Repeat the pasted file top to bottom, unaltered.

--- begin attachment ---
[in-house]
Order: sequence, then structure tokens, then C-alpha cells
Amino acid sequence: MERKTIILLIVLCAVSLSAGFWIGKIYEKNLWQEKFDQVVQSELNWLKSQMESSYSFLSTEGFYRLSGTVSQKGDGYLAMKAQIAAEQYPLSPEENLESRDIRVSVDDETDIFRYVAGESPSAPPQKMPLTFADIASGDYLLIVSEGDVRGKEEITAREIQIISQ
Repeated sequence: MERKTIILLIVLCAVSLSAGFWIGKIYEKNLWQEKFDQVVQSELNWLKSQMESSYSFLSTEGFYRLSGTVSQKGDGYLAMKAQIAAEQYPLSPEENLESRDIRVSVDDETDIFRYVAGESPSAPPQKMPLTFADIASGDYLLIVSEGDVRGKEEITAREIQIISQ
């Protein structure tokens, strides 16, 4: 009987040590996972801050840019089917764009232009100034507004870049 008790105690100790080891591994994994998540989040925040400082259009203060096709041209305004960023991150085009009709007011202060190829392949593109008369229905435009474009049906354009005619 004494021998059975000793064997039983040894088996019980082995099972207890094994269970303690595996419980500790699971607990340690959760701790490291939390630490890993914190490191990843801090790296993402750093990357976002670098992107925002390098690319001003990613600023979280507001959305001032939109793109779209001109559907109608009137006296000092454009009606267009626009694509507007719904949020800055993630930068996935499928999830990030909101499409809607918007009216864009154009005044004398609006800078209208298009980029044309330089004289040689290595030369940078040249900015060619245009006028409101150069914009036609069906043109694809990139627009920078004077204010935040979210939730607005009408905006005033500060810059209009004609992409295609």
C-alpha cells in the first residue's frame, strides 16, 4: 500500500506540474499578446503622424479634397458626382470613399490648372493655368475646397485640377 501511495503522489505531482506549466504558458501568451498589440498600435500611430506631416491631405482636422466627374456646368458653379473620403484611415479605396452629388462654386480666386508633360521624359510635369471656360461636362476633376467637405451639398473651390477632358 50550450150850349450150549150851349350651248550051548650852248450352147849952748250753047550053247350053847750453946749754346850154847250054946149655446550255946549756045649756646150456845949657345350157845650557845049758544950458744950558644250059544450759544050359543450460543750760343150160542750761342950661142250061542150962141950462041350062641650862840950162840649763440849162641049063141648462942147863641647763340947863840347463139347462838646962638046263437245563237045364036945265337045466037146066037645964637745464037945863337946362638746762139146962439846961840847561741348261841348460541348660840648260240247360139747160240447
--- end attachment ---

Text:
[in-house]
Order: sequence, then structure tokens, then C-alpha cells
Amino acid sequence: MERKTIILLIVLCAVSLSAGFWIGKIYEKNLWQEKFDQVVQSELNWLKSQMESSYSFLSTEGFYRLSGTVSQKGDGYLAMKAQIAAEQYPLSPEENLESRDIRVSVDDETDIFRYVAGESPSAPPQKMPLTFADIASGDYLLIVSEGDVRGKEEITAREIQIISQ
Repeated sequence: MERKTIILLIVLCAVSLSAGFWIGKIYEKNLWQEKFDQVVQSELNWLKSQMESSYSFLSTEGFYRLSGTVSQKGDGYLAMKAQIAAEQYPLSPEENLESRDIRVSVDDETDIFRYVAGESPSAPPQKMPLTFADIASGDYLLIVSEGDVRGKEEITAREIQIISQ
């Protein structure tokens, strides 16, 4: 009987040590996972801050840019089917764009232009100034507004870049 008790105690100790080891591994994994998540989040925040400082259009203060096709041209305004960023991150085009009709007011202060190829392949593109008369229905435009474009049906354009005619 004494021998059975000793064997039983040894088996019980082995099972207890094994269970303690595996419980500790699971607990340690959760701790490291939390630490890993914190490191990843801090790296993402750093990357976002670098992107925002390098690319001003990613600023979280507001959305001032939109793109779209001109559907109608009137006296000092454009009606267009626009694509507007719904949020800055993630930068996935499928999830990030909101499409809607918007009216864009154009005044004398609006800078209208298009980029044309330089004289040689290595030369940078040249900015060619245009006028409101150069914009036609069906043109694809990139627009920078004077204010935040979210939730607005009408905006005033500060810059209009004609992409295609």
C-alpha cells in the first residue's frame, strides 16, 4: 500500500506540474499578446503622424479634397458626382470613399490648372493655368475646397485640377 501511495503522489505531482506549466504558458501568451498589440498600435500611430506631416491631405482636422466627374456646368458653379473620403484611415479605396452629388462654386480666386508633360521624359510635369471656360461636362476633376467637405451639398473651390477632358 50550450150850349450150549150851349350651248550051548650852248450352147849952748250753047550053247350053847750453946749754346850154847250054946149655446550255946549756045649756646150456845949657345350157845650557845049758544950458744950558644250059544450759544050359543450460543750760343150160542750761342950661142250061542150962141950462041350062641650862840950162840649763440849162641049063141648462942147863641647763340947863840347463139347462838646962638046263437245563237045364036945265337045466037146066037645964637745464037945863337946362638746762139146962439846961840847561741348261841348460541348660840648260240247360139747160240447